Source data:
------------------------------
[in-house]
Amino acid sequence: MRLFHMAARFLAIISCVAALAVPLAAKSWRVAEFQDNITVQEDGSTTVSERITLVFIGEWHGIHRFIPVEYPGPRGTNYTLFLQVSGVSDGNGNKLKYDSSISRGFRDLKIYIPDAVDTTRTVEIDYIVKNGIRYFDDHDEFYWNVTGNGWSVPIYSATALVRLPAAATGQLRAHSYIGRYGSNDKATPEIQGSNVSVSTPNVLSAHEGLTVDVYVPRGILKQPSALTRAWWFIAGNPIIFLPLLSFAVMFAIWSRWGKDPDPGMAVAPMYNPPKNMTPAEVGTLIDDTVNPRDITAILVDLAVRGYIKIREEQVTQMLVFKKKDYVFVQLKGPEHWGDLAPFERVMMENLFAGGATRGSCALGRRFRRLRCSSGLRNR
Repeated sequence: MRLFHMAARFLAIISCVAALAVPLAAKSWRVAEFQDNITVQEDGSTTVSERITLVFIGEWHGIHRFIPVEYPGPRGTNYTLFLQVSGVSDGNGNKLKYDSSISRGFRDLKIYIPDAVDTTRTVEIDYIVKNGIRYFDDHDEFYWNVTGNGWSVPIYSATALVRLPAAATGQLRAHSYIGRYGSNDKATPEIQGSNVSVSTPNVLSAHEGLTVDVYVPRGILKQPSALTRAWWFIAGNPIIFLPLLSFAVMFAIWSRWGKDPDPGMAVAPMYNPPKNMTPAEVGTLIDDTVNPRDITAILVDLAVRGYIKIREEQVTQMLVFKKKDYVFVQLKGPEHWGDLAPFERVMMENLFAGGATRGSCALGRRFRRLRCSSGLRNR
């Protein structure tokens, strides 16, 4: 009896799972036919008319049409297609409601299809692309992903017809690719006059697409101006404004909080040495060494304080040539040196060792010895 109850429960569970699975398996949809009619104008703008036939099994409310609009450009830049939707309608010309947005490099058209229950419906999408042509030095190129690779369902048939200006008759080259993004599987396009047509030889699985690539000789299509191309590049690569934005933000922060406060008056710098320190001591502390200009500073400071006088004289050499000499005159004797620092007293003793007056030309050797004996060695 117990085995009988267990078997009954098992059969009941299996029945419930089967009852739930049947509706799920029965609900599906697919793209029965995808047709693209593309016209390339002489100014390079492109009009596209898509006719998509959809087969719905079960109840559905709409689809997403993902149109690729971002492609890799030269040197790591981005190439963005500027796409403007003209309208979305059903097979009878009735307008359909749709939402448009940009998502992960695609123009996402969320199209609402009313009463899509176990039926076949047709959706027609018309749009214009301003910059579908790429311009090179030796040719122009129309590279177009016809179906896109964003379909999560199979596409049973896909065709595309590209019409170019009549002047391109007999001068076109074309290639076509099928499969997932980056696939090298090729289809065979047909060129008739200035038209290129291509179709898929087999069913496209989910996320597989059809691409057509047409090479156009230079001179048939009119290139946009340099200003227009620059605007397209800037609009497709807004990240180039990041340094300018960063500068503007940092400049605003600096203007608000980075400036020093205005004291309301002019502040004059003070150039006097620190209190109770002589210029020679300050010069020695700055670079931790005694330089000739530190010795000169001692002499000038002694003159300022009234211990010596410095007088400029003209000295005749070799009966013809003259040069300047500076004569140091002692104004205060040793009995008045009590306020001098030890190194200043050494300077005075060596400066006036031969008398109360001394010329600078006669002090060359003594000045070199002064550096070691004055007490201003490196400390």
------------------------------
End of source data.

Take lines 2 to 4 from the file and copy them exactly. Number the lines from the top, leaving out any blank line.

Amino acid sequence: MRLFHMAARFLAIISCVAALAVPLAAKSWRVAEFQDNITVQEDGSTTVSERITLVFIGEWHGIHRFIPVEYPGPRGTNYTLFLQVSGVSDGNGNKLKYDSSISRGFRDLKIYIPDAVDTTRTVEIDYIVKNGIRYFDDHDEFYWNVTGNGWSVPIYSATALVRLPAAATGQLRAHSYIGRYGSNDKATPEIQGSNVSVSTPNVLSAHEGLTVDVYVPRGILKQPSALTRAWWFIAGNPIIFLPLLSFAVMFAIWSRWGKDPDPGMAVAPMYNPPKNMTPAEVGTLIDDTVNPRDITAILVDLAVRGYIKIREEQVTQMLVFKKKDYVFVQLKGPEHWGDLAPFERVMMENLFAGGATRGSCALGRRFRRLRCSSGLRNR
Repeated sequence: MRLFHMAARFLAIISCVAALAVPLAAKSWRVAEFQDNITVQEDGSTTVSERITLVFIGEWHGIHRFIPVEYPGPRGTNYTLFLQVSGVSDGNGNKLKYDSSISRGFRDLKIYIPDAVDTTRTVEIDYIVKNGIRYFDDHDEFYWNVTGNGWSVPIYSATALVRLPAAATGQLRAHSYIGRYGSNDKATPEIQGSNVSVSTPNVLSAHEGLTVDVYVPRGILKQPSALTRAWWFIAGNPIIFLPLLSFAVMFAIWSRWGKDPDPGMAVAPMYNPPKNMTPAEVGTLIDDTVNPRDITAILVDLAVRGYIKIREEQVTQMLVFKKKDYVFVQLKGPEHWGDLAPFERVMMENLFAGGATRGSCALGRRFRRLRCSSGLRNR
């Protein structure tokens, strides 16, 4: 009896799972036919008319049409297609409601299809692309992903017809690719006059697409101006404004909080040495060494304080040539040196060792010895 109850429960569970699975398996949809009619104008703008036939099994409310609009450009830049939707309608010309947005490099058209229950419906999408042509030095190129690779369902048939200006008759080259993004599987396009047509030889699985690539000789299509191309590049690569934005933000922060406060008056710098320190001591502390200009500073400071006088004289050499000499005159004797620092007293003793007056030309050797004996060695 117990085995009988267990078997009954098992059969009941299996029945419930089967009852739930049947509706799920029965609900599906697919793209029965995808047709693209593309016209390339002489100014390079492109009009596209898509006719998509959809087969719905079960109840559905709409689809997403993902149109690729971002492609890799030269040197790591981005190439963005500027796409403007003209309208979305059903097979009878009735307008359909749709939402448009940009998502992960695609123009996402969320199209609402009313009463899509176990039926076949047709959706027609018309749009214009301003910059579908790429311009090179030796040719122009129309590279177009016809179906896109964003379909999560199979596409049973896909065709595309590209019409170019009549002047391109007999001068076109074309290639076509099928499969997932980056696939090298090729289809065979047909060129008739200035038209290129291509179709898929087999069913496209989910996320597989059809691409057509047409090479156009230079001179048939009119290139946009340099200003227009620059605007397209800037609009497709807004990240180039990041340094300018960063500068503007940092400049605003600096203007608000980075400036020093205005004291309301002019502040004059003070150039006097620190209190109770002589210029020679300050010069020695700055670079931790005694330089000739530190010795000169001692002499000038002694003159300022009234211990010596410095007088400029003209000295005749070799009966013809003259040069300047500076004569140091002692104004205060040793009995008045009590306020001098030890190194200043050494300077005075060596400066006036031969008398109360001394010329600078006669002090060359003594000045070199002064550096070691004055007490201003490196400390």